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Alabama Third District Congressman Mike Rogers recently toured the Chambers County Career Technical Center, guided by Principal Ken Sealy, who explained the significance of each course study provided by the facility. Shown above are, from left, Congressman Rogers, Chambers County School Superintendent Dr. Kelli Hodge, and CCCTC Principal Ken Sealy.


LaFAYETTE – During a local stop on August 13, Alabama Third District Congressman Mike Rogers was given a tour of the Chambers County Career Technical Center in LaFayette, where more than 500 area high school and middle school students attend classes. The Congressman visited various sections of the tech center campus while Principal Ken Sealy explained the significance of each course study provided.


            Currently, instruction is taught in eleven different career fields, including Automotive Technology, Health Science, Industrial Systems and Precision Machining, Pre-Engineering and Teacher Education. The courses are available to both public and private school students in Chambers County.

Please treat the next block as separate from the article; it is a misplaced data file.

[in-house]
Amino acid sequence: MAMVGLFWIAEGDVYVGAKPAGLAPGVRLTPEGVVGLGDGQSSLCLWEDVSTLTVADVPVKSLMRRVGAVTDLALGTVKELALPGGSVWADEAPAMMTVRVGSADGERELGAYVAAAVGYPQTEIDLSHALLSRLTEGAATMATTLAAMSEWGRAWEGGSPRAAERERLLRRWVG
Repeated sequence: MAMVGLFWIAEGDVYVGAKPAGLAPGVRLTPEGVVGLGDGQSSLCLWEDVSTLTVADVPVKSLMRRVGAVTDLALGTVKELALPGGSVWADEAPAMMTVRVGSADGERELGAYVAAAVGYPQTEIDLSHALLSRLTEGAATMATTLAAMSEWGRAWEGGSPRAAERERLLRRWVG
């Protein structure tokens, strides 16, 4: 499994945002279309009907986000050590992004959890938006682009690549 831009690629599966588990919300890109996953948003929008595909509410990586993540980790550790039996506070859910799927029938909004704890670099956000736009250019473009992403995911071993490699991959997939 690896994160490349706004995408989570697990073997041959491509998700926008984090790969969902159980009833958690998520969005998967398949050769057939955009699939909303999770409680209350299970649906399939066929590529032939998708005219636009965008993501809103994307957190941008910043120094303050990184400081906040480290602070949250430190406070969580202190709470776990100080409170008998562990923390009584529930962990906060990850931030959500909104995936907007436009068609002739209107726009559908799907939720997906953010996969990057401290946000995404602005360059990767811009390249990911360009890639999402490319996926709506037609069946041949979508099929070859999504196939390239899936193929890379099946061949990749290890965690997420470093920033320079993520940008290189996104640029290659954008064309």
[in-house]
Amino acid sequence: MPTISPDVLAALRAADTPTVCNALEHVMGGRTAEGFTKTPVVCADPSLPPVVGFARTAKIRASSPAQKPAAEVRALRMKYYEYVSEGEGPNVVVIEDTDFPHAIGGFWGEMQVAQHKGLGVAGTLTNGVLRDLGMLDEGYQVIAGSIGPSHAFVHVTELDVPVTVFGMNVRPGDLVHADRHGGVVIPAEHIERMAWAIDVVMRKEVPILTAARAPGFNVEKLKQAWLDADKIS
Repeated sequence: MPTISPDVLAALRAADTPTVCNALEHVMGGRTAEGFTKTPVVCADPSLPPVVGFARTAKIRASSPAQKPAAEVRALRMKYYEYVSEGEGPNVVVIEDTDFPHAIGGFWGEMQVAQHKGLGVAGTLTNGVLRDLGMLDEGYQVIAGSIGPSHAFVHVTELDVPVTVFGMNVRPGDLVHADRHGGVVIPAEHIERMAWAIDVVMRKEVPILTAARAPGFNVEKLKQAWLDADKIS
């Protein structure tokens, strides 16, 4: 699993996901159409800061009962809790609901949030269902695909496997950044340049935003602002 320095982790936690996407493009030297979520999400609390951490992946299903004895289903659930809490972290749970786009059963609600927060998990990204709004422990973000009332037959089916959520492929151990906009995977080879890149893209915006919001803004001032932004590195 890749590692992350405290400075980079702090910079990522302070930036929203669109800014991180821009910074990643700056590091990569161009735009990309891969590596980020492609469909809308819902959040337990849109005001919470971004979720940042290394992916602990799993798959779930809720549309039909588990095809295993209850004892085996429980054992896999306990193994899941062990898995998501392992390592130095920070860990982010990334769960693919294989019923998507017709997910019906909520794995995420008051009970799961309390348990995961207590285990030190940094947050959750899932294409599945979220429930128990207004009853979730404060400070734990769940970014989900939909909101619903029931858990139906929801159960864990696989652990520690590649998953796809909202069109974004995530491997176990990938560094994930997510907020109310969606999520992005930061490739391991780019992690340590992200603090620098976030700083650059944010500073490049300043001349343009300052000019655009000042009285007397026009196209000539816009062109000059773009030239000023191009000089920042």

“Earlier this year, that collaborative partnership was strengthened by an extension of the Carl D. Perkins Career and Technical Education Act of 2006,” Sealy told Rogers. “Virtually everything we do here hinges on that particular piece of federal legislation.”


The Perkins Act is dedicated to increasing learner access to high-quality career technical education programs of study. With a focus on systems alignment and program improvement, Perkins is critical to insuring that programs are prepared to meet the ever-changing needs of learners and employers.


“I’m impressed by what this facility offers to local students,” said Rogers. “Some of today’s highest paying jobs require specialized technical training above and beyond what a general bachelor’s degree would provide. I think there are still a lot of parents who fail to realize this significance when steering their children toward a college education.”


The Chambers County Career Technical Center first opened for classes in 1977. Its mission is to motivate and prepare students to either enter a post-secondary school academically prepared or the workforce with an industry recognized credential, so as to become productive citizens through academic and technical learning.

By David Bell

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